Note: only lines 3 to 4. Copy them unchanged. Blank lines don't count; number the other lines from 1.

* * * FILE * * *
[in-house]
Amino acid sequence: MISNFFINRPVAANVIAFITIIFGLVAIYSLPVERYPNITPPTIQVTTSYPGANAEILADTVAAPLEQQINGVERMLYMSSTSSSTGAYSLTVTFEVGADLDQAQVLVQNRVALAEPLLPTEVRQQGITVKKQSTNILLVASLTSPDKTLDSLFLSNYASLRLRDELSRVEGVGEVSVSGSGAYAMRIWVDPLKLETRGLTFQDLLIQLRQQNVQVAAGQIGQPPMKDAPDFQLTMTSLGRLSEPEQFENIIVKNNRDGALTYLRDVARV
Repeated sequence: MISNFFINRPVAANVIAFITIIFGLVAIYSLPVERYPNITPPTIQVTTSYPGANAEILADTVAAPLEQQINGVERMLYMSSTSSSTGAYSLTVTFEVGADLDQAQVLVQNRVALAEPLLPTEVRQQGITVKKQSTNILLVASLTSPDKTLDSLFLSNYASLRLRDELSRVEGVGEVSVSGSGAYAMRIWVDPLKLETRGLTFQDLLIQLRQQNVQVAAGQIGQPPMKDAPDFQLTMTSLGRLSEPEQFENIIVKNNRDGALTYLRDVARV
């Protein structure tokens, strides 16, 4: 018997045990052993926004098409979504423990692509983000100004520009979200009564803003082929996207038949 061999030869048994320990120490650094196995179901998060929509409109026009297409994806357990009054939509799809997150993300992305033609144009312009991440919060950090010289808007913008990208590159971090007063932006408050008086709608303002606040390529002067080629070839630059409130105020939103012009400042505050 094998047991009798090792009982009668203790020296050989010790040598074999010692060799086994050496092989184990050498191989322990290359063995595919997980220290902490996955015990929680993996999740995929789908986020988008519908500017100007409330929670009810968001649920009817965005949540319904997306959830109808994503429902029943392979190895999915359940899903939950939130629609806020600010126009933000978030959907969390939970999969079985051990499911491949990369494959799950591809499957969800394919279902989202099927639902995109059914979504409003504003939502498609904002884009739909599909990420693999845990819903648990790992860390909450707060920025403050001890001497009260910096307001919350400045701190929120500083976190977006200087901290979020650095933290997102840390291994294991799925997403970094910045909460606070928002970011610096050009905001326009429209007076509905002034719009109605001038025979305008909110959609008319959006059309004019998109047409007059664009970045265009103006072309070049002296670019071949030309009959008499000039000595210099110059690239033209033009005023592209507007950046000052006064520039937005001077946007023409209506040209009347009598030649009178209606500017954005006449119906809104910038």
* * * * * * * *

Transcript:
Repeated sequence: MISNFFINRPVAANVIAFITIIFGLVAIYSLPVERYPNITPPTIQVTTSYPGANAEILADTVAAPLEQQINGVERMLYMSSTSSSTGAYSLTVTFEVGADLDQAQVLVQNRVALAEPLLPTEVRQQGITVKKQSTNILLVASLTSPDKTLDSLFLSNYASLRLRDELSRVEGVGEVSVSGSGAYAMRIWVDPLKLETRGLTFQDLLIQLRQQNVQVAAGQIGQPPMKDAPDFQLTMTSLGRLSEPEQFENIIVKNNRDGALTYLRDVARV
């Protein structure tokens, strides 16, 4: 018997045990052993926004098409979504423990692509983000100004520009979200009564803003082929996207038949 061999030869048994320990120490650094196995179901998060929509409109026009297409994806357990009054939509799809997150993300992305033609144009312009991440919060950090010289808007913008990208590159971090007063932006408050008086709608303002606040390529002067080629070839630059409130105020939103012009400042505050 094998047991009798090792009982009668203790020296050989010790040598074999010692060799086994050496092989184990050498191989322990290359063995595919997980220290902490996955015990929680993996999740995929789908986020988008519908500017100007409330929670009810968001649920009817965005949540319904997306959830109808994503429902029943392979190895999915359940899903939950939130629609806020600010126009933000978030959907969390939970999969079985051990499911491949990369494959799950591809499957969800394919279902989202099927639902995109059914979504409003504003939502498609904002884009739909599909990420693999845990819903648990790992860390909450707060920025403050001890001497009260910096307001919350400045701190929120500083976190977006200087901290979020650095933290997102840390291994294991799925997403970094910045909460606070928002970011610096050009905001326009429209007076509905002034719009109605001038025979305008909110959609008319959006059309004019998109047409007059664009970045265009103006072309070049002296670019071949030309009959008499000039000595210099110059690239033209033009005023592209507007950046000052006064520039937005001077946007023409209506040209009347009598030649009178209606500017954005006449119906809104910038």